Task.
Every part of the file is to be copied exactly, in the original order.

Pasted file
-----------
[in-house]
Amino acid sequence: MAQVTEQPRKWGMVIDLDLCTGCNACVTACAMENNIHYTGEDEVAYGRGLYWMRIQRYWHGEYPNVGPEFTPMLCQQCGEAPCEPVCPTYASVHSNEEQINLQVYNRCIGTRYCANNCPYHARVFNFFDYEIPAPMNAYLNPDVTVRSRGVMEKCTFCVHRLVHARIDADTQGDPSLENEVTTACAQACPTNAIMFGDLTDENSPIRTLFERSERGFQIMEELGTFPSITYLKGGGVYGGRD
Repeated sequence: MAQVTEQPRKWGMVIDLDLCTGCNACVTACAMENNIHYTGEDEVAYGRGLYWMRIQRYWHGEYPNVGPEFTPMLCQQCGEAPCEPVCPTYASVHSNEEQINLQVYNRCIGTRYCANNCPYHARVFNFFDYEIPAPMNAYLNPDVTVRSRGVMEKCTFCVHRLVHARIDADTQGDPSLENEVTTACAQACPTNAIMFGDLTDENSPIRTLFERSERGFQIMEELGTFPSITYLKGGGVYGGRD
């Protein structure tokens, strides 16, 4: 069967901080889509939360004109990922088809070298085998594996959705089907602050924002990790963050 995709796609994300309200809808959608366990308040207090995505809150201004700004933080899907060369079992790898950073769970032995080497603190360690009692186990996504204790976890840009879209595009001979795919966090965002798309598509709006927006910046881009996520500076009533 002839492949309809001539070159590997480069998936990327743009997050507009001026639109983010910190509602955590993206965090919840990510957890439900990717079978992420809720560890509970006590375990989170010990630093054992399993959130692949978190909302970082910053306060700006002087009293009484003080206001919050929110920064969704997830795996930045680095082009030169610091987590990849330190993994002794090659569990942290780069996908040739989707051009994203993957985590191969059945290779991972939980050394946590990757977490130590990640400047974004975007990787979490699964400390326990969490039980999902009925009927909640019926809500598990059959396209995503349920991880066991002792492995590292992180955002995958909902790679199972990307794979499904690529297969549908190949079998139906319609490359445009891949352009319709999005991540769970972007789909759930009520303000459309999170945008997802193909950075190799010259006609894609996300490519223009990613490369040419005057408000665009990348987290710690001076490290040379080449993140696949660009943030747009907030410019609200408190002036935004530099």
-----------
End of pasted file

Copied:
[in-house]
Amino acid sequence: MAQVTEQPRKWGMVIDLDLCTGCNACVTACAMENNIHYTGEDEVAYGRGLYWMRIQRYWHGEYPNVGPEFTPMLCQQCGEAPCEPVCPTYASVHSNEEQINLQVYNRCIGTRYCANNCPYHARVFNFFDYEIPAPMNAYLNPDVTVRSRGVMEKCTFCVHRLVHARIDADTQGDPSLENEVTTACAQACPTNAIMFGDLTDENSPIRTLFERSERGFQIMEELGTFPSITYLKGGGVYGGRD
Repeated sequence: MAQVTEQPRKWGMVIDLDLCTGCNACVTACAMENNIHYTGEDEVAYGRGLYWMRIQRYWHGEYPNVGPEFTPMLCQQCGEAPCEPVCPTYASVHSNEEQINLQVYNRCIGTRYCANNCPYHARVFNFFDYEIPAPMNAYLNPDVTVRSRGVMEKCTFCVHRLVHARIDADTQGDPSLENEVTTACAQACPTNAIMFGDLTDENSPIRTLFERSERGFQIMEELGTFPSITYLKGGGVYGGRD
């Protein structure tokens, strides 16, 4: 069967901080889509939360004109990922088809070298085998594996959705089907602050924002990790963050 995709796609994300309200809808959608366990308040207090995505809150201004700004933080899907060369079992790898950073769970032995080497603190360690009692186990996504204790976890840009879209595009001979795919966090965002798309598509709006927006910046881009996520500076009533 002839492949309809001539070159590997480069998936990327743009997050507009001026639109983010910190509602955590993206965090919840990510957890439900990717079978992420809720560890509970006590375990989170010990630093054992399993959130692949978190909302970082910053306060700006002087009293009484003080206001919050929110920064969704997830795996930045680095082009030169610091987590990849330190993994002794090659569990942290780069996908040739989707051009994203993957985590191969059945290779991972939980050394946590990757977490130590990640400047974004975007990787979490699964400390326990969490039980999902009925009927909640019926809500598990059959396209995503349920991880066991002792492995590292992180955002995958909902790679199972990307794979499904690529297969549908190949079998139906319609490359445009891949352009319709999005991540769970972007789909759930009520303000459309999170945008997802193909950075190799010259006609894609996300490519223009990613490369040419005057408000665009990348987290710690001076490290040379080449993140696949660009943030747009907030410019609200408190002036935004530099």